While a person is entitled to her opinion on a personal level, the same is not true for a news channel which is expected to be all-encompassing to as much an extent as possible. News is expected to be presented as it is without manipulation, and the final judgement of a right or a wrong should be left for the media audience to decide. Moreover, hunting down a single person or a group, for more TRP, and not giving them their due time and space to defend, sets a bad precedent for journalism in our country as this diminishes the distinct roles and responsibilities of the media. In light of the recent controversy regarding the Islamic preacher Zakir Naik, the media trial against him was regrettable. Several TV news channels stepped out of their expected roles of unbiasedness and left no stones unturned in shaping public’s opinion against him. Another incident involved the comedian Tanmay Bhat’s video that went viral in the social media. Though it might be too late to comment on this issue but it still stands relevant: Tanmay Bhat was already made a scapegoat before he could appear in the public to defend himself. The same thing happened in the case of the JNU incident where one of the students, Umar Khalid, was lambasted in a live TV debate and not allowed to put forth his argument. The media trial that followed is known to all. In such incidents, common questions arise: Is this kind of action by media justified? What is the TV news media creating — an informed public or a misguided mob?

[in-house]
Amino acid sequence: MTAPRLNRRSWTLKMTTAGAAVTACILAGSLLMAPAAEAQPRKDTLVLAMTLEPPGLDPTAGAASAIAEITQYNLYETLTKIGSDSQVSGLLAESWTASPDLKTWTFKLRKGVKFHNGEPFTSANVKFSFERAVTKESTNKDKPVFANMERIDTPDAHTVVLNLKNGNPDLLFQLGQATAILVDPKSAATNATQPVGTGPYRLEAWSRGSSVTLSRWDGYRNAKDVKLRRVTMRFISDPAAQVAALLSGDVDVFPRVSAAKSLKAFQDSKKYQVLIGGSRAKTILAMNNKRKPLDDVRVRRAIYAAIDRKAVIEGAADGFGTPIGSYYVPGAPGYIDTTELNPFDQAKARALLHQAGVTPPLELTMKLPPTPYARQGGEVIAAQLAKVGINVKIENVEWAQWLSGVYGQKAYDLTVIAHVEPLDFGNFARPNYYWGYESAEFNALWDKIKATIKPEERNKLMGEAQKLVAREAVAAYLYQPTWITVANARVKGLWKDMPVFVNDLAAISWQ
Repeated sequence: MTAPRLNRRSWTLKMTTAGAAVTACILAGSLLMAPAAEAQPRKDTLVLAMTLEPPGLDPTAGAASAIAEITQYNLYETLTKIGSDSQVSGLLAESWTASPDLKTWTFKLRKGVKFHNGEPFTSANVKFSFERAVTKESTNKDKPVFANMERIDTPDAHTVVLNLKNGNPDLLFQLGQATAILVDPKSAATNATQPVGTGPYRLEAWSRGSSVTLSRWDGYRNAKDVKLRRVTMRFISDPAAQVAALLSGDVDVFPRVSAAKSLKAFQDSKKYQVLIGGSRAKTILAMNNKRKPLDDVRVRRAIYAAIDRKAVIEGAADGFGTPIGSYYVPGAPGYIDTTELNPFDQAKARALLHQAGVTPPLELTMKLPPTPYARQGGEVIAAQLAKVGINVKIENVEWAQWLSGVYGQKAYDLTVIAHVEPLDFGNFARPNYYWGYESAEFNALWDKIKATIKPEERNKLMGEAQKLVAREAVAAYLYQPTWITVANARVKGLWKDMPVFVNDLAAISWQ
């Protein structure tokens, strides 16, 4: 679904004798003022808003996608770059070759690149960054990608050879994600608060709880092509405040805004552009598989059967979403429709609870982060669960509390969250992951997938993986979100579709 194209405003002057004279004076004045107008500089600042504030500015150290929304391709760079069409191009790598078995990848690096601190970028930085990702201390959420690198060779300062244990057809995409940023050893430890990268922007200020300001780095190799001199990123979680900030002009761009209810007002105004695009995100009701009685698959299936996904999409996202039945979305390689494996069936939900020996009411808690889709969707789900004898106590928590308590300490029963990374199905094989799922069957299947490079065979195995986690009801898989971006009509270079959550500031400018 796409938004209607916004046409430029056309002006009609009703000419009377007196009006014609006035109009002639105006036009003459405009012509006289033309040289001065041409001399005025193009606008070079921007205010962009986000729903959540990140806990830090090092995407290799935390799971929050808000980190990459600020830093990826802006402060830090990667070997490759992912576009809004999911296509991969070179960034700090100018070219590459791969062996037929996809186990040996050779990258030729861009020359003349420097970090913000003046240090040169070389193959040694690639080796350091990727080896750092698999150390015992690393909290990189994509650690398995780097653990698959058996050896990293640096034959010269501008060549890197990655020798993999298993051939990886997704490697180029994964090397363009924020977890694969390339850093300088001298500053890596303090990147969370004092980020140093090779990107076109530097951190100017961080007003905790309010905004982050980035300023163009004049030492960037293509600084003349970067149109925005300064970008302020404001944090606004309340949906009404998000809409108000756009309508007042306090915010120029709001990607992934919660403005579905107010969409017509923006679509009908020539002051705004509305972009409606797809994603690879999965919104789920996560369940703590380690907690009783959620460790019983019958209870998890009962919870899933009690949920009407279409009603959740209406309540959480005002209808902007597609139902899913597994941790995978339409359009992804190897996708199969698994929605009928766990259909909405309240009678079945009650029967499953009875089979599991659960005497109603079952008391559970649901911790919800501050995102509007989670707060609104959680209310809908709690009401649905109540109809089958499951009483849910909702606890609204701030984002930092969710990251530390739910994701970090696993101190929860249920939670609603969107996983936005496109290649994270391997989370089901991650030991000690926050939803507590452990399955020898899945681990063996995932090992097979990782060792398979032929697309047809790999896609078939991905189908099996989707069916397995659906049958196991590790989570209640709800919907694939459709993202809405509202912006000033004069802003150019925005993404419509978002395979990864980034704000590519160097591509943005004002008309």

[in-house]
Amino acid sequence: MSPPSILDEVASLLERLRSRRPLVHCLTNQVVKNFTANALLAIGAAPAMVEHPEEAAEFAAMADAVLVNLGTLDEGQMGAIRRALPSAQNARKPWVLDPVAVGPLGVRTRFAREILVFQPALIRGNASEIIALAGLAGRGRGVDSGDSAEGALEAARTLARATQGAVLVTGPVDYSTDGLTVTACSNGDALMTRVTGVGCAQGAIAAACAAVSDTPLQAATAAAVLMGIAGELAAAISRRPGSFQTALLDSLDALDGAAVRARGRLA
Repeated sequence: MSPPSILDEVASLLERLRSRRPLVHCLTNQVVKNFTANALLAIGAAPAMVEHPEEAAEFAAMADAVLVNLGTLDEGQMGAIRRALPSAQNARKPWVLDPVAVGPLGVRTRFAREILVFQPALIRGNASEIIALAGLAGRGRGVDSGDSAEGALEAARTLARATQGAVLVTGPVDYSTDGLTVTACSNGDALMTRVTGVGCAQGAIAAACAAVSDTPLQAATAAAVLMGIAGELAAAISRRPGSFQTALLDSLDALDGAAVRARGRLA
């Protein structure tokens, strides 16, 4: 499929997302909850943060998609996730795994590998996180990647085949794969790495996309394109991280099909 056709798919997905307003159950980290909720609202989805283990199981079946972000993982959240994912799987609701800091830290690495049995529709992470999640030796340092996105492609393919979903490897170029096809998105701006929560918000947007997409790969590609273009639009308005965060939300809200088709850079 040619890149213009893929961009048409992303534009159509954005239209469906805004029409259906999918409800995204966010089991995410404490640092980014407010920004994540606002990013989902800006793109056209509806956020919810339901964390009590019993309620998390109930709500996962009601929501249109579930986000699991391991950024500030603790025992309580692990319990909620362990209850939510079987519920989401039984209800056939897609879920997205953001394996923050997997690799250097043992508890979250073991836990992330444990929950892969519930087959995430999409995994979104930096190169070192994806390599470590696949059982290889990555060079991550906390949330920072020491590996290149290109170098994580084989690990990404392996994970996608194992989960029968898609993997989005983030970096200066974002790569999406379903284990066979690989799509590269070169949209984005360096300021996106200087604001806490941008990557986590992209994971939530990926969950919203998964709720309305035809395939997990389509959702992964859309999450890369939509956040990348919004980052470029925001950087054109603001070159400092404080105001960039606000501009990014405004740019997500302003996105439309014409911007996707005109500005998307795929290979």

It should be noted that is the same media which airs a high-level coverage on Salman Khan’s acquittal from the Bombay High Court but fails to discover about Kailash Satyarthi and his works until he is nominated for the Nobel Peace Prize. Because of incident such as this, there is a high chance of the public missing out on issues of social importance. Isn’t it the responsibility of the media to make more and more voices heard, and not just the popular ones?
In this age of globalization, it has become all the more important for us as citizens to be aware of the prevailing situations and develop a tendency to engage, if not appreciate, a different perspective, even on a non-permanent basis. We should not let ourselves be derailed by the decibel level while watching a TV debate. And so far as the role of television news media is concerned, the lines by the English writer Evelyn Beatrice Hall fits appropriately — I disapprove of what you say, but I will defend to the death your right to say it.
As an ardent follower of quotes which deal with capacity building as an essential prerequisite to achieve one’s dreams and ambition, I have always been fascinated by them. I think the best way here to explain the importance of capacity building will be to directly share these quotes. Here is my list of top 5 quotes on capacity building.
Do check my latest post on “Top 5 Quotes on Happiness”. Also share your thoughts/analyses in the comments!
~ Thank you 🙂